“It was like in a relationship when you’re kind of like what?” said Jason Loehr, director of global media and digital marketing at Brown-Forman, speaking at the Digiday Brand Summit in Nashville, Tenn., on Tuesday. “We knew it was coming, but there was disbelief that it was like, ‘they’re not going to cut it off completely.’”
After urging brands for years to build fan bases there, Facebook has begun ratcheting back how many of brands’ posts actually reach those people. By some estimates, just 6 percent of brands’ posts get to their fans. The expectation is that will soon plummet to near zero. The only choice, Facebook is basically saying, is to buy ads. That’s rubbed some the wrong way, notably delivery app Eat24, which publicly shuttered its Facebook page in protest.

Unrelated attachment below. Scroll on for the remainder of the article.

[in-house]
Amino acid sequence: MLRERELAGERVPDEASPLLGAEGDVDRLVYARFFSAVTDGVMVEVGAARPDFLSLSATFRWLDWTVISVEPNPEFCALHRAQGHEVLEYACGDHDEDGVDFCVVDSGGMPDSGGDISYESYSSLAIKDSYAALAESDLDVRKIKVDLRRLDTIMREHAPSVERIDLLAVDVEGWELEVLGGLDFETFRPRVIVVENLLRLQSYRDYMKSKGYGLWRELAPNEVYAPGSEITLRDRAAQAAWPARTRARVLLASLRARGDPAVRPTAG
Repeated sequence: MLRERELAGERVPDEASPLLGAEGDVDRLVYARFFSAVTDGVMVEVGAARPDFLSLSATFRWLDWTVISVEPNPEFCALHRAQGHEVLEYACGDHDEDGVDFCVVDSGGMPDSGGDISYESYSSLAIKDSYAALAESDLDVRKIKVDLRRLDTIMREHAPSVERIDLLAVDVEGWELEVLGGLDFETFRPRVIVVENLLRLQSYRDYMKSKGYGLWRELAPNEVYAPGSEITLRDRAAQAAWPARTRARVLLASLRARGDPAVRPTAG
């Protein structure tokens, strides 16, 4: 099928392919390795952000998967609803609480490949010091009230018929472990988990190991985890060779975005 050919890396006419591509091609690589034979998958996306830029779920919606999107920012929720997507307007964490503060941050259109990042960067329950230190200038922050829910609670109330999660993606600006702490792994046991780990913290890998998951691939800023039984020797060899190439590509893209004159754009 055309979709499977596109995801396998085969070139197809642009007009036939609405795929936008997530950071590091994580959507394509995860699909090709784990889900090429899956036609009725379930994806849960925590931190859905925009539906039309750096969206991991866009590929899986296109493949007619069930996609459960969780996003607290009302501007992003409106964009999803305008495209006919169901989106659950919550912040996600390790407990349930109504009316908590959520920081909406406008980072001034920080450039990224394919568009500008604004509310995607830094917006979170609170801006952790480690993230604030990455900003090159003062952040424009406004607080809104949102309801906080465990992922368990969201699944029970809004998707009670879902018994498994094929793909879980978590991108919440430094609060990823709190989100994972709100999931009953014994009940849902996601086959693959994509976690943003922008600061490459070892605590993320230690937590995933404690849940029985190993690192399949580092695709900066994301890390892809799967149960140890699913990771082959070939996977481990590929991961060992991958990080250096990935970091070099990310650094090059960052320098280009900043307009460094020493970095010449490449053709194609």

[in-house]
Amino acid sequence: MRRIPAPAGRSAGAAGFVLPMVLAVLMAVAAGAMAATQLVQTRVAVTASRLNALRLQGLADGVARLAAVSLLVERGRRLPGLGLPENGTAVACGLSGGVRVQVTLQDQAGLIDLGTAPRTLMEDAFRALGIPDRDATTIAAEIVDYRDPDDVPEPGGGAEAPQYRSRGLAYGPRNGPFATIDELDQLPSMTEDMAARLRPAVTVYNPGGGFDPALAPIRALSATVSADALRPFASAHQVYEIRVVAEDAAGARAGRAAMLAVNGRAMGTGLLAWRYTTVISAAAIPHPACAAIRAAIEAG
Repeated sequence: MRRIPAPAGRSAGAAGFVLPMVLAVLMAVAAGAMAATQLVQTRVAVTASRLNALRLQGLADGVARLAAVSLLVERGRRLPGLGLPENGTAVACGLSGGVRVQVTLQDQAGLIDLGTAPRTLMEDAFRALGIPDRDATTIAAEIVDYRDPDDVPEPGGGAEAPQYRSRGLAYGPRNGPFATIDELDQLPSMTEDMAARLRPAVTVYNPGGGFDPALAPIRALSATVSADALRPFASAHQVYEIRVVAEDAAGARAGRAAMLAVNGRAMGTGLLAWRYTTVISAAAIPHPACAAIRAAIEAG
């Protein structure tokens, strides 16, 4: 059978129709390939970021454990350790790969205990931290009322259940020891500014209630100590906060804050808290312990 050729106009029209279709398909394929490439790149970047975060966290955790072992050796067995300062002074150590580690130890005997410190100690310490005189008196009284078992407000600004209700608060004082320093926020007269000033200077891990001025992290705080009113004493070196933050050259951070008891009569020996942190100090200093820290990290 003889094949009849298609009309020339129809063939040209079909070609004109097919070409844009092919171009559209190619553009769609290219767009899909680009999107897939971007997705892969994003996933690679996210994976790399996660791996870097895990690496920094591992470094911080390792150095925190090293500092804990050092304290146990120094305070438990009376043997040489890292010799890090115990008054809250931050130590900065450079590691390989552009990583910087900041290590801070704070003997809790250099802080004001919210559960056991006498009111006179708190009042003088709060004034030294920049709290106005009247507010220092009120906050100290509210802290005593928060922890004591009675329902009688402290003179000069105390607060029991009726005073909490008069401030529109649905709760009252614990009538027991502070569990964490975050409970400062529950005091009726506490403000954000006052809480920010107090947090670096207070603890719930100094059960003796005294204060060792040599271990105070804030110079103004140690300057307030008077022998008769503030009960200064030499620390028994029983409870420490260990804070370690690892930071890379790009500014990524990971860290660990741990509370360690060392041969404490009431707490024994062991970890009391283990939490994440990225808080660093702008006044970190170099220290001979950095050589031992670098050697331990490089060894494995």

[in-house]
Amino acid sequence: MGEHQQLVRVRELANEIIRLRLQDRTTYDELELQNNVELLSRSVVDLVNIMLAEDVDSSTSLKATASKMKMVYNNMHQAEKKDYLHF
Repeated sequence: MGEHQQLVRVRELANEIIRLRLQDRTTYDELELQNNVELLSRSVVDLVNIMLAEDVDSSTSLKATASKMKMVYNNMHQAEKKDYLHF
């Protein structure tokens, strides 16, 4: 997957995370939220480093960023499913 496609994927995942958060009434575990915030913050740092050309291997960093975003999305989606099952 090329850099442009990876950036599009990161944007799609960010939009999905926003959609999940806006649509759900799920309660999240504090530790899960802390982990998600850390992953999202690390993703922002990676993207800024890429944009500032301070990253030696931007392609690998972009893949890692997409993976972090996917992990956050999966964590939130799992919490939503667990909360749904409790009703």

For his part, Loehr said there were no hurt feelings. This is business, after all. It was more of a wake-up call for the marketer that platforms are a “leased” channel. And there are downsides to renting, not owning.
“It’s not just them,” Loehr said. It’s going to be Instagram, it’s going to be Pinterest, it’s going to be Twitter, it’s going to be all of those guys. At the end of the day, they have shareholders to answer to.”
That’s lead Brown-Forman to go back to the future and emphasize its own websites over the “fish where the fish are” philosophy. The first manifestation of that is a refurbished site for Southern Comfort.
“It’s putting a discipline against us and a rigor. Ultimately, what Facebook has done is say, remember your Internet websites, how important are those,” he said.
See Loehr’s thoughts on Facebook in the two-minute video clip below.